Posted by Redgrrrl26 on:
"No Services Ahead." This is the sign on the road leading into Darwin, California, population 35, which is the subject of the documentary feature Darwin. The "No Services" sign was put up, as one resident admits, to discourage any casual visitors from wandering into town. This sentiment of keeping the world at arm's length does seem to pervade the tiny speck of a town, just down the road from the China Lake Naval Air Warfare Station in unwelcoming Death Valley.
Originally constructed around the site of a once-working mine, the town of Darwin has a checkered past and seems to be a magnet, in the words of resident Hank Jones, "for people who've had problems." The town's rough-and-tumble history of drugs, drinking, prostitution, and arguments settled in gunfights still seeps into the lives of its current inhabitants. Many of them talk about violent or criminal pasts, struggles with drug addiction, and time spent in prison. And almost every resident profiled spoke of being on a second and, in at least one case, fifth marriage.
Perhaps this is no coincidence. Darwin offers a refuge for people who have struggled to fit into society and allows its inhabitants a latitude of personal expression they probably wouldn't have in a more formal, structured environment. After all, Darwin is the place that has no churches or organized religion and no real government to speak of. This is the land of people like Mayor Francis, a "self-appointed" mayor who didn't really do much, but just decided to start calling herself mayor. Nobody objected. And besides, as local Monty reminds us with a shrug, she still wound up the same way everyone else does: she died. (At the ripe old age of 92.)
But the film is much more than just a collection of quirky personalities; all of the residents profiled become complex and very real people by the end. We meet the Steel family: Connie (on her 4th marriage), Hank (on his 5th), Connie's transgendered son, Ryal, and his partner, Penny. The set-up sounds sitcom-worthy, but as we get under their skins, learn about their pasts, struggles and conflicts, we end up caring and rooting for them.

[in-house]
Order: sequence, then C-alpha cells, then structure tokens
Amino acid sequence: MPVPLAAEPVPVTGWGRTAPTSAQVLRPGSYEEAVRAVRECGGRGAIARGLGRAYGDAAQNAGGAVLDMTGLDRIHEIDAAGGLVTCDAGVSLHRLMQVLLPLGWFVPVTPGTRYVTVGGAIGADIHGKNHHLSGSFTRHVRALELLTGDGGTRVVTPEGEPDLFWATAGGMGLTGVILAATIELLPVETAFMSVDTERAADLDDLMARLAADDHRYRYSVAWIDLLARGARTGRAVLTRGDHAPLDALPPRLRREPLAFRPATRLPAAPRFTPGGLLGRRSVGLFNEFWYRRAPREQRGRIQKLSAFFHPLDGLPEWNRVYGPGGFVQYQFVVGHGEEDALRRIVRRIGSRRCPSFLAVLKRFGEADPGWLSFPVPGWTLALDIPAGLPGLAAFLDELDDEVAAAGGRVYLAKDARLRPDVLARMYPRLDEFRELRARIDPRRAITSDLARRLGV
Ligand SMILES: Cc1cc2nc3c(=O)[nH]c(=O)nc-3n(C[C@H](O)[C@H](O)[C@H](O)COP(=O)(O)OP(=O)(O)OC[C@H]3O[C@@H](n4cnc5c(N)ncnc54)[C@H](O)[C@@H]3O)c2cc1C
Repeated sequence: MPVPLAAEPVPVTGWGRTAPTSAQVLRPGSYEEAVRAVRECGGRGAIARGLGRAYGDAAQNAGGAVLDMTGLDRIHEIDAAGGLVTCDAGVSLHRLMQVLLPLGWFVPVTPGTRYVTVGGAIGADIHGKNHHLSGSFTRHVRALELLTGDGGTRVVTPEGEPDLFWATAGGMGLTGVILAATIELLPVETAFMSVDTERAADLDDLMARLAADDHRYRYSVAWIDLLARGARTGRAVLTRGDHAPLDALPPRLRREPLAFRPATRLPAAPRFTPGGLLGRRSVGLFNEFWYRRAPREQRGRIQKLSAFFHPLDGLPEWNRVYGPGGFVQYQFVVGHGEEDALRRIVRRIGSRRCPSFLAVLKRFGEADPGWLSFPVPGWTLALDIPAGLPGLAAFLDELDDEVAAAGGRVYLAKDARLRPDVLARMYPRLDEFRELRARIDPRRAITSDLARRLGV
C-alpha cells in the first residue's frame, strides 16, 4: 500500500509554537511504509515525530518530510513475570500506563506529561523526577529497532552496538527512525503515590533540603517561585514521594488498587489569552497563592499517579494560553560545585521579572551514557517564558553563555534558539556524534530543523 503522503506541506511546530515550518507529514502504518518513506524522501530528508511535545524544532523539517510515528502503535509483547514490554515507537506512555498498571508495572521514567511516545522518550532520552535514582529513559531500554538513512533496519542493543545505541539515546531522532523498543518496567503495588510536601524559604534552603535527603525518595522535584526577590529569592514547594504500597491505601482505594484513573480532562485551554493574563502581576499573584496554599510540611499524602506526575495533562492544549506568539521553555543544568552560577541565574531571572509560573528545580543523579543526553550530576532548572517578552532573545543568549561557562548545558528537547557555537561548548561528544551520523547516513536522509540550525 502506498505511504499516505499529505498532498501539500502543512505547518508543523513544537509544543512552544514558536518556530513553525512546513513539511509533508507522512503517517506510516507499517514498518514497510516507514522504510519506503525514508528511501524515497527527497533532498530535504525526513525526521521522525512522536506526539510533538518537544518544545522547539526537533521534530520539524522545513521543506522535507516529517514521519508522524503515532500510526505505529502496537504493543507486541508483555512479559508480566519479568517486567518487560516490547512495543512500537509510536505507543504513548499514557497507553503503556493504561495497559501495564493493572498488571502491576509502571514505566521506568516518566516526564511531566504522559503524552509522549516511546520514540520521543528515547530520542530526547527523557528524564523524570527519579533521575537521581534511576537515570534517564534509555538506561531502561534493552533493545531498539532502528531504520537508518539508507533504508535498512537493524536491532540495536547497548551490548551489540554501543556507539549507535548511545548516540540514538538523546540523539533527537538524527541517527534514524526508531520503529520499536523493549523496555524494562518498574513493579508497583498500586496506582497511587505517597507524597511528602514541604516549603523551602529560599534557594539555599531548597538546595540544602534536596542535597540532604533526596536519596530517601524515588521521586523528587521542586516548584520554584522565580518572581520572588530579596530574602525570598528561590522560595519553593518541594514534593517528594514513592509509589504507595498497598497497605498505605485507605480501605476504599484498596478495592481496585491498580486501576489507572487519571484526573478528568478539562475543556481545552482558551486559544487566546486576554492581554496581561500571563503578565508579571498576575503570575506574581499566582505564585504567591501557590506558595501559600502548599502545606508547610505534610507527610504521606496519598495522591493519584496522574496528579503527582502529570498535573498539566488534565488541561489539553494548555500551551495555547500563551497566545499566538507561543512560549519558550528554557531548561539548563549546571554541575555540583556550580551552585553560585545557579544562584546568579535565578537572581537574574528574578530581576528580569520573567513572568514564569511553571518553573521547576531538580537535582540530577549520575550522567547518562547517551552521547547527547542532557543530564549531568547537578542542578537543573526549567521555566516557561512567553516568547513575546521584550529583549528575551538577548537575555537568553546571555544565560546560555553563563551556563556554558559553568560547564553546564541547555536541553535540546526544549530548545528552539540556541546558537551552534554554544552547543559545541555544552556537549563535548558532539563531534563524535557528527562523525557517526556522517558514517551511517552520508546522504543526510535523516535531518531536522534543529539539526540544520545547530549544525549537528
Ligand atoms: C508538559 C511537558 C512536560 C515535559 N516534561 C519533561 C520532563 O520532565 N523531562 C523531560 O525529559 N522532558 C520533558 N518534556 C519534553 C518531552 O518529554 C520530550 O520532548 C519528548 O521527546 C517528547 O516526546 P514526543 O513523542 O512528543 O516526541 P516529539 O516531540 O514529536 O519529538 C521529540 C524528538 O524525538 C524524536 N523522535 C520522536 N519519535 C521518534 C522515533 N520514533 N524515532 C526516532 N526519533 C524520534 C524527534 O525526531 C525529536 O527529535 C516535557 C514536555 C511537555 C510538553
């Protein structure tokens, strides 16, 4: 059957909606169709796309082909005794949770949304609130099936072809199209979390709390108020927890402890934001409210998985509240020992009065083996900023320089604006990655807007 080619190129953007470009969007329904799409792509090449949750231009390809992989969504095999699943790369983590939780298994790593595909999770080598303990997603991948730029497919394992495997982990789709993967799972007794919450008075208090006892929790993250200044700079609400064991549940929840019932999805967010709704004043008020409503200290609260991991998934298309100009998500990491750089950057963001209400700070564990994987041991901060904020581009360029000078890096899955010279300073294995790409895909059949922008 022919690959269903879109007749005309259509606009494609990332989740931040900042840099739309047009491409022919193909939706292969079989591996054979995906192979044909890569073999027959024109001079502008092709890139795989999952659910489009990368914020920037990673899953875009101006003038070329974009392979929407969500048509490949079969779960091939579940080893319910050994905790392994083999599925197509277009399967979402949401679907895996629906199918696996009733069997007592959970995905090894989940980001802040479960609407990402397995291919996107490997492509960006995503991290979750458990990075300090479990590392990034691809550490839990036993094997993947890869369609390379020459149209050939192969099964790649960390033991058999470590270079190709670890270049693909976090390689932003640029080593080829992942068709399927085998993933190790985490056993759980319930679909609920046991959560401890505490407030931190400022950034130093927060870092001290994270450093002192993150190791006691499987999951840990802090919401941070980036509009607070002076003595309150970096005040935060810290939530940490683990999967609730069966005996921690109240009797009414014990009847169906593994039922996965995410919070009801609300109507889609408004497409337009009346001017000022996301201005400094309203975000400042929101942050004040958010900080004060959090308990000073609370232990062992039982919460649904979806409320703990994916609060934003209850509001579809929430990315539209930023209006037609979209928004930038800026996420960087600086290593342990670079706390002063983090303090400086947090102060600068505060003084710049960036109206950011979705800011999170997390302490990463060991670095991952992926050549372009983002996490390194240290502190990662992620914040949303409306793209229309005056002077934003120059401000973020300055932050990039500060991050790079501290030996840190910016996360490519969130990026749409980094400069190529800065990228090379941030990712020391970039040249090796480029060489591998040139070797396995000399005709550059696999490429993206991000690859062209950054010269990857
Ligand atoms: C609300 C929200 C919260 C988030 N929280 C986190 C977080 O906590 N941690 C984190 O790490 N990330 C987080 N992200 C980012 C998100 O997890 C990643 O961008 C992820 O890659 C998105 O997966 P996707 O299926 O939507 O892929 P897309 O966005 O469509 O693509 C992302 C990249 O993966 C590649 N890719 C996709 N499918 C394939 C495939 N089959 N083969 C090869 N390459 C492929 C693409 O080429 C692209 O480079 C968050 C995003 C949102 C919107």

Just as we root for resident Susan, the no-nonsense postmaster of the town and the only resident who can say she is actually employed. When Susan attempts to quit smoking part-way through the filming, she puts up a note outside the post office apologizing to everyone if she's been "snippy" lately due to her nicotine withdrawals. She promises the first two weeks are always the hardest and she only has three more days to go.
It's these little moments that help to flesh everyone out, prevent them from lapsing into small (micro?) town caricatures, and which also provide so much pleasure for the viewer. If you have 87 minutes and are in the mood for a funny, captivating and emotionally engaging documentary about an unusual town at the end of a desolate road, please go and check out Darwin.
(And you may just be lucky enough to have future bragging rights. Its appearance at the film festival is the world premiere. The film doesn't look like it has a distribution deal yet although it could definitely be commercially successful. So if it does play in theaters, you can say you saw it before everyone else!)
You have two more chances to see Darwin:
Thursday, February 3, 8:05am at Metro 4, Theater II
Friday, February 4, 4pm at the Santa Barbara Museum of Art